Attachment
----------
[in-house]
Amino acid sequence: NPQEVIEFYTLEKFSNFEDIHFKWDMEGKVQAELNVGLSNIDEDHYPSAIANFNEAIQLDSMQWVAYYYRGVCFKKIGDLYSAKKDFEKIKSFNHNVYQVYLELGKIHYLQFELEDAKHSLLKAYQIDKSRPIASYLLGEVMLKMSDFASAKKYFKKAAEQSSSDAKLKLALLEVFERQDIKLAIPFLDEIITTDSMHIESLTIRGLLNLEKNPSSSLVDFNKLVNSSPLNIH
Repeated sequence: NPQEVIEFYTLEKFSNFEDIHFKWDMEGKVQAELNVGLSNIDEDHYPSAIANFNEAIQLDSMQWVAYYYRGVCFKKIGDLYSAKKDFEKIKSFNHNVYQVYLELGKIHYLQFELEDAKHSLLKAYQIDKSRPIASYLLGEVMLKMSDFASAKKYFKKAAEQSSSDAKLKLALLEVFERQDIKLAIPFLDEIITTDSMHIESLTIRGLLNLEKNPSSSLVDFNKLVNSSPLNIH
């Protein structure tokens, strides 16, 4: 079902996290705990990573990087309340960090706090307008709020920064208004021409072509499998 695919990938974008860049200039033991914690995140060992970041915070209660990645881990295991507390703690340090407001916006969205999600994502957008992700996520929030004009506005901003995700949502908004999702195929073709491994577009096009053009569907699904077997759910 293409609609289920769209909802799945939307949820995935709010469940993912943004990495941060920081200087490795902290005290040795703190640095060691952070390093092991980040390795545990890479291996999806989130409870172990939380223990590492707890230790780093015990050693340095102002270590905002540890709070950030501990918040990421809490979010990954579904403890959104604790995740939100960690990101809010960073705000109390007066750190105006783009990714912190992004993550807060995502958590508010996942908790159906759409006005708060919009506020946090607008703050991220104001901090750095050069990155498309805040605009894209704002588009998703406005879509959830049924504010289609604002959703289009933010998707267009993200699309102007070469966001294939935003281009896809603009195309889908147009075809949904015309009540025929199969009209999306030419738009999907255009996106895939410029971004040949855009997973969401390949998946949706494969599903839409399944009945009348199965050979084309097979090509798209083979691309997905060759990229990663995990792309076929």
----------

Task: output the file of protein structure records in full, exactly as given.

[in-house]
Amino acid sequence: NPQEVIEFYTLEKFSNFEDIHFKWDMEGKVQAELNVGLSNIDEDHYPSAIANFNEAIQLDSMQWVAYYYRGVCFKKIGDLYSAKKDFEKIKSFNHNVYQVYLELGKIHYLQFELEDAKHSLLKAYQIDKSRPIASYLLGEVMLKMSDFASAKKYFKKAAEQSSSDAKLKLALLEVFERQDIKLAIPFLDEIITTDSMHIESLTIRGLLNLEKNPSSSLVDFNKLVNSSPLNIH
Repeated sequence: NPQEVIEFYTLEKFSNFEDIHFKWDMEGKVQAELNVGLSNIDEDHYPSAIANFNEAIQLDSMQWVAYYYRGVCFKKIGDLYSAKKDFEKIKSFNHNVYQVYLELGKIHYLQFELEDAKHSLLKAYQIDKSRPIASYLLGEVMLKMSDFASAKKYFKKAAEQSSSDAKLKLALLEVFERQDIKLAIPFLDEIITTDSMHIESLTIRGLLNLEKNPSSSLVDFNKLVNSSPLNIH
């Protein structure tokens, strides 16, 4: 079902996290705990990573990087309340960090706090307008709020920064208004021409072509499998 695919990938974008860049200039033991914690995140060992970041915070209660990645881990295991507390703690340090407001916006969205999600994502957008992700996520929030004009506005901003995700949502908004999702195929073709491994577009096009053009569907699904077997759910 293409609609289920769209909802799945939307949820995935709010469940993912943004990495941060920081200087490795902290005290040795703190640095060691952070390093092991980040390795545990890479291996999806989130409870172990939380223990590492707890230790780093015990050693340095102002270590905002540890709070950030501990918040990421809490979010990954579904403890959104604790995740939100960690990101809010960073705000109390007066750190105006783009990714912190992004993550807060995502958590508010996942908790159906759409006005708060919009506020946090607008703050991220104001901090750095050069990155498309805040605009894209704002588009998703406005879509959830049924504010289609604002959703289009933010998707267009993200699309102007070469966001294939935003281009896809603009195309889908147009075809949904015309009540025929199969009209999306030419738009999907255009996106895939410029971004040949855009997973969401390949998946949706494969599903839409399944009945009348199965050979084309097979090509798209083979691309997905060759990229990663995990792309076929």